A 40-page letter signed by four former presidents of the District of Columbia Bar Association calls for Attorney General William Barr to be investigated. If Barr is found to have violated the organization’s rules, the D.C. Bar has the authority to revoke his law license.

The 27 signatories include lawyers, professors and Andrea Ferster, Philip Allen Lacovara, Marna Tucker and Melvin White – the four former presidents of the D.C. Bar.

“Mr. Barr’s client is the United States, and not the president,” the letter says. “Yet, Mr. Barr has consistently made decisions and taken action to serve the personal and political self-interests of President Donald Trump, rather than the interest of the United States.”

The letter alleges Barr violated Washington’s ethics policies multiple times, noting his response to former Special Counsel Robert Mueller‘s report on Russian election interference, his criticism of the inspector general report clearing the Russia investigation of being politically motivated, and his role in aggressively clearing peaceful protesters in D.C. to clear the way for a photo op for the president.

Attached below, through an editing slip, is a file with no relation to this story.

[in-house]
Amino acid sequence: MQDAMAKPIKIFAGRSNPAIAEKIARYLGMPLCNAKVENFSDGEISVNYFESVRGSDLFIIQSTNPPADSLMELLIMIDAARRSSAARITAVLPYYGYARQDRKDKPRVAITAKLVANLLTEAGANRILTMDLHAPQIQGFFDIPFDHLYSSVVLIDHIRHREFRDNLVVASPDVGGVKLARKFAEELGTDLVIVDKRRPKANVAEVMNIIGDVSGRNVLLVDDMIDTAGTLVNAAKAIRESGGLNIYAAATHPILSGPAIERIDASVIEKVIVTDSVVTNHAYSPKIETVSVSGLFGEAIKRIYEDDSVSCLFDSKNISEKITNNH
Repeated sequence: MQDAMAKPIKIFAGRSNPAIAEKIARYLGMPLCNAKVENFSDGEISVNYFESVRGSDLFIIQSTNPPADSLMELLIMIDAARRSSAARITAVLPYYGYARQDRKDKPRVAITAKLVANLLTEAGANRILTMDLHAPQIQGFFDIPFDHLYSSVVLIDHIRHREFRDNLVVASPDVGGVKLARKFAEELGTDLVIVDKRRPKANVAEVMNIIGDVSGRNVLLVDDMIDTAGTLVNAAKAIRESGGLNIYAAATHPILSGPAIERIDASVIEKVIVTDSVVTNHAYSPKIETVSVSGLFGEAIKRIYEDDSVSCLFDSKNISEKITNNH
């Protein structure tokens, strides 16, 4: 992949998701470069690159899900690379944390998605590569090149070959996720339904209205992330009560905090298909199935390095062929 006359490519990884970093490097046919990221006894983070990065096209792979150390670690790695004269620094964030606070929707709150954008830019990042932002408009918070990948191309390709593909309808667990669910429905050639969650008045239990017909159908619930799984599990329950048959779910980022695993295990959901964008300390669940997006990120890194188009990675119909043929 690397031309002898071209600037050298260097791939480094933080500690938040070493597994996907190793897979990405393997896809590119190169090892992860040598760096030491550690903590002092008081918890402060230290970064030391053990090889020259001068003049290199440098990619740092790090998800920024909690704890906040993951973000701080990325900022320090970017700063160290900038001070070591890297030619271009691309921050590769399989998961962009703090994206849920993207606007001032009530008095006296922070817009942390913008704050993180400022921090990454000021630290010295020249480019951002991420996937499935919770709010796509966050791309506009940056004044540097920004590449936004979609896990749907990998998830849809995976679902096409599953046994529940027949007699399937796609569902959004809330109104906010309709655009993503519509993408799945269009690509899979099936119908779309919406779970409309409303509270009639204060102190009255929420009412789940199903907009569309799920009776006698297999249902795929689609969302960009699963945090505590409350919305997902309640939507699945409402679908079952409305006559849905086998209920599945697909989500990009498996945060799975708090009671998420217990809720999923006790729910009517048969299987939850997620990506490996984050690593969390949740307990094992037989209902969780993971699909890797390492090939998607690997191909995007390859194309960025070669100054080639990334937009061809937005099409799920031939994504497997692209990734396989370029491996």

The letter also criticizes Barr for breaking with the longstanding tradition of not speaking out about ongoing investigations, and suggested he broke the D.C. Bar’s rules when he said former FBI officials involved in the Russia probe could be prosecuted.

“Indeed, the notion that the legitimacy of an FBI investigation’s initiation should be judged by its end, if applied broadly, could easily chill the initiation of wholly legitimate inquiries for fear of being second-guessed,” the letter adds.

The letter also complains that Barr’s comments that the FBI opened the Russia probe on “very flimsy” evidence are dishonest. Mueller’s report did indeed find that Russia had interfered in the 2016 election, but did not find evidence the Trump campaign had colluded with them.

Justice Department spokesperson Kerri Kupec recently told Fox News that Durham is expected to issue a report by summer’s end. “There are no guarantees in life, but we certainly hope to see one by the end of the summer. I think it’s important,” she said.

Bar associations can take years to review disciplinary complaints, and their processes are kept confidential.